Given the chance, most of us would jump at the opportunity to bring down our power bills. But there’s a prevailing assumption that doing so involves dealing with steep upfront costs before the savings actually come in. Arcadia Power presents a different solution, however, and it’s willing to give new users $20 off their first utility bill for trying out the platform.

The World’s Oldest Preserved Sperm Are Still Swimming Strong

"What is true for the sheep is also true for humans."

On Sunday, Australian scientists announced that they’d thawed 50-year-old sheep semen and successfully impregnated living sheep with it. The semen, which was frozen in 1968, stayed frozen in liquid nitrogen as part of a project aimed at proving that sperm could remain viable after long-term cold storage. The University of Sydney researchers behind the project say that their work could expand options for young cancer patients who may want to save semen samples before starting radiation treatment. This would allow them to have children later in life, even if they haven’t found a partner yet.

Scientists Think a Gene Causes Birth Control to Fail in Some Women

"We have just always assumed a woman had done something wrong."

Today, there are a variety of contraceptives available that greatly lower the odds of becoming pregnant, but there’s no guarantee attached to any one method.

While ineffectiveness is often blamed on women not taking their birth control properly, new research suggests some women carry a gene that breaks down the hormones commonly found in contraceptives, meaning that they can still become pregnant even if they use hormonal birth control. A study on the gene was published Tuesday in Obstetrics & Gynecology.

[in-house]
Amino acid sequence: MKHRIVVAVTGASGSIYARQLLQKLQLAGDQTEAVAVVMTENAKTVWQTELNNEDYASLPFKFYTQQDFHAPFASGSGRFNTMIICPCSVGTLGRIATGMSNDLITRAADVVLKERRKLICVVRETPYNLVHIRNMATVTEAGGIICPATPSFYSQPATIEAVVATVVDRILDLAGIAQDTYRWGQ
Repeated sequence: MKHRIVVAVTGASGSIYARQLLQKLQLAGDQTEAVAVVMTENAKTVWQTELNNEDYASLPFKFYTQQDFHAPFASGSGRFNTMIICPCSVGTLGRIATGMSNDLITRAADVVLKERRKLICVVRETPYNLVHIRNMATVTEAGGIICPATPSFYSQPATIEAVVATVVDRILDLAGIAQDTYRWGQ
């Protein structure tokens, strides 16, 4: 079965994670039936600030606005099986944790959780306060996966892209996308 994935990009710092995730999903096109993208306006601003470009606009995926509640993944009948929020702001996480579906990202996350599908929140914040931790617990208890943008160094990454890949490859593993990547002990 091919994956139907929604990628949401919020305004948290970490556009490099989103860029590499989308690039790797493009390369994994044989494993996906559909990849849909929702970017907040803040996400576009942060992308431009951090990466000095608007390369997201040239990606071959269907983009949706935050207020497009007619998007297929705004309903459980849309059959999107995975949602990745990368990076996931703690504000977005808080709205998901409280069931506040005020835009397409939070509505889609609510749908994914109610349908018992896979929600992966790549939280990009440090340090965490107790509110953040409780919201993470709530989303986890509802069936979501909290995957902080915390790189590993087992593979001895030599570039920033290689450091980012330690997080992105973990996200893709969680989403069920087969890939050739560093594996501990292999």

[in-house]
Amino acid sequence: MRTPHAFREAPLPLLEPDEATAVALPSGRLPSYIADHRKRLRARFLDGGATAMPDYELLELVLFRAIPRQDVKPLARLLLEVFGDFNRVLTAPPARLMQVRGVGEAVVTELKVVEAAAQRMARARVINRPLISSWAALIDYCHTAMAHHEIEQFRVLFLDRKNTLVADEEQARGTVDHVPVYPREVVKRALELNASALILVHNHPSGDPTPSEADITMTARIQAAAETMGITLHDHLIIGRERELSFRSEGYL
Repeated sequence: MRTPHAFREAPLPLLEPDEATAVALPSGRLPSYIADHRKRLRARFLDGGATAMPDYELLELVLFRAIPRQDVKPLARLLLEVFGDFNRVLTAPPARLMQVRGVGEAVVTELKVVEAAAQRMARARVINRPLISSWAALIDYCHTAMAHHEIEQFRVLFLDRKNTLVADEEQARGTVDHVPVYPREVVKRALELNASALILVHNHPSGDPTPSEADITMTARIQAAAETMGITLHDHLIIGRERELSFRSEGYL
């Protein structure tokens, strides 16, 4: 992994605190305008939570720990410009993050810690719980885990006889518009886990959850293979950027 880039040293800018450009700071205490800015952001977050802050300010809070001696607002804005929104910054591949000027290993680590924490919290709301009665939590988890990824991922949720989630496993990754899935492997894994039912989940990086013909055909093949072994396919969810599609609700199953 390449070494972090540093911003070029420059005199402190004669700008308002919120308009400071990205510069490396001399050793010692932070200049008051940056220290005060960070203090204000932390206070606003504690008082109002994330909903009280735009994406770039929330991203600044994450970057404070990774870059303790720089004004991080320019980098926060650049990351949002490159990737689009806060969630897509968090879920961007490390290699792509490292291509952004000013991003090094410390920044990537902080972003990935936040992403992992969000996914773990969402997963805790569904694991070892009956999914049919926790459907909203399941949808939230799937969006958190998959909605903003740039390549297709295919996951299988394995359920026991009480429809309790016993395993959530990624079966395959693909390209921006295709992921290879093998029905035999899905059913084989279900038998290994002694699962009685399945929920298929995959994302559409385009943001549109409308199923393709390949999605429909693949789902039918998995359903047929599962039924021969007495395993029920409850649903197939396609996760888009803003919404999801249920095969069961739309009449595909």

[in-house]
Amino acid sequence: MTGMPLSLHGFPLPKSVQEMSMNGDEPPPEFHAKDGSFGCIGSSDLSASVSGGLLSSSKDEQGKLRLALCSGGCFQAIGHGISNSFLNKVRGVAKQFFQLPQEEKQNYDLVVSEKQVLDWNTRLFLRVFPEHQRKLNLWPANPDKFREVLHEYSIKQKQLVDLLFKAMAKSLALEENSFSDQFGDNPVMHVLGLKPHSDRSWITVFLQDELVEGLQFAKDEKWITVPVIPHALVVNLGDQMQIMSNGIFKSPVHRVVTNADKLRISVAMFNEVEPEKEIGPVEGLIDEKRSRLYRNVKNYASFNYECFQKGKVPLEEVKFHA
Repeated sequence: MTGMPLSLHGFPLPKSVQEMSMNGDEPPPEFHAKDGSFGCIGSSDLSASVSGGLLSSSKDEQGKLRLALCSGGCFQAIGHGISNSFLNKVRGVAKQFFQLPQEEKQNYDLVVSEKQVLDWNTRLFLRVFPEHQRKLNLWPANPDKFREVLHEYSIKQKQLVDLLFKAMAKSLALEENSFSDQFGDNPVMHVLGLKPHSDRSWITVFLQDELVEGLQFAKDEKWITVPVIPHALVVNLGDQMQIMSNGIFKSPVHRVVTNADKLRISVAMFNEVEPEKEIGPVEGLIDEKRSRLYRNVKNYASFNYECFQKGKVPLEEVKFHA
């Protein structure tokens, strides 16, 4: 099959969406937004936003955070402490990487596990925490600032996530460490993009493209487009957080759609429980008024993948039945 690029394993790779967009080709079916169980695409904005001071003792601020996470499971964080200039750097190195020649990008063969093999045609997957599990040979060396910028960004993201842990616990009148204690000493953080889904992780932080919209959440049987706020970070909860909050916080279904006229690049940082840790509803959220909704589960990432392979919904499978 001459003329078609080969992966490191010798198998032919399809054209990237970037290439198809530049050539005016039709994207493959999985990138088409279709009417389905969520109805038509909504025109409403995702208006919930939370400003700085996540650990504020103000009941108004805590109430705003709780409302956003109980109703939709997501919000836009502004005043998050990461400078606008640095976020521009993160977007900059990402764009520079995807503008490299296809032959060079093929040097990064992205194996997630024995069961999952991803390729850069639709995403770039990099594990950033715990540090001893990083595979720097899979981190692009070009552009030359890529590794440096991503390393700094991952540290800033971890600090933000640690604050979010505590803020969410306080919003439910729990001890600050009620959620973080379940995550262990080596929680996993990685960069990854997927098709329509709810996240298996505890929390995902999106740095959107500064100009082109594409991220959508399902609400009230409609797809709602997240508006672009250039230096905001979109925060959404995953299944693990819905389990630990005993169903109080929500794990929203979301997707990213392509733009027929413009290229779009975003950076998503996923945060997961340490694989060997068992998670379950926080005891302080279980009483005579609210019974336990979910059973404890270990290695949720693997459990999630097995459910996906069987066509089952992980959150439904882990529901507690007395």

Evidence of “Moderate Drinking” Shows Small Health Risk

That evening glass of wine isn't actually good for you.

By Hassan Vally, The Conversation
on
Filed Under Data & Health

For the past three decades or so, the conventional wisdom has been that drinking alcohol at moderate levels is good for us.

The evidence for this has come from many studies that have suggested the death rate for moderate drinkers is lower than that for non-drinkers. In other words, we thought moderate drinkers lived longer than those who didn’t drink at all.

CIA Psychic Pioneer Explains How Physics Would Have to Change for ESP

"Our answer is a member of the class of things that can explain psychic abilities."

The film The Men Who Stare at Goats had a long laugh at the United States Army’s 20-year-long attempt to use psychic powers to kill animals. Those experiments grew out of the work of physicist Russell Targ, Ph.D., whose studies on psychic “remote viewing” at the Stanford Research Institute in the 1970s drew the attention of the CIA, which later turned it into the goat-felling Stargate Project. That project was abandoned in 1995, and Targ’s work has been panned as pseudoscience ever since. But he stands by what he saw: people who could perceive hidden targets using only their minds.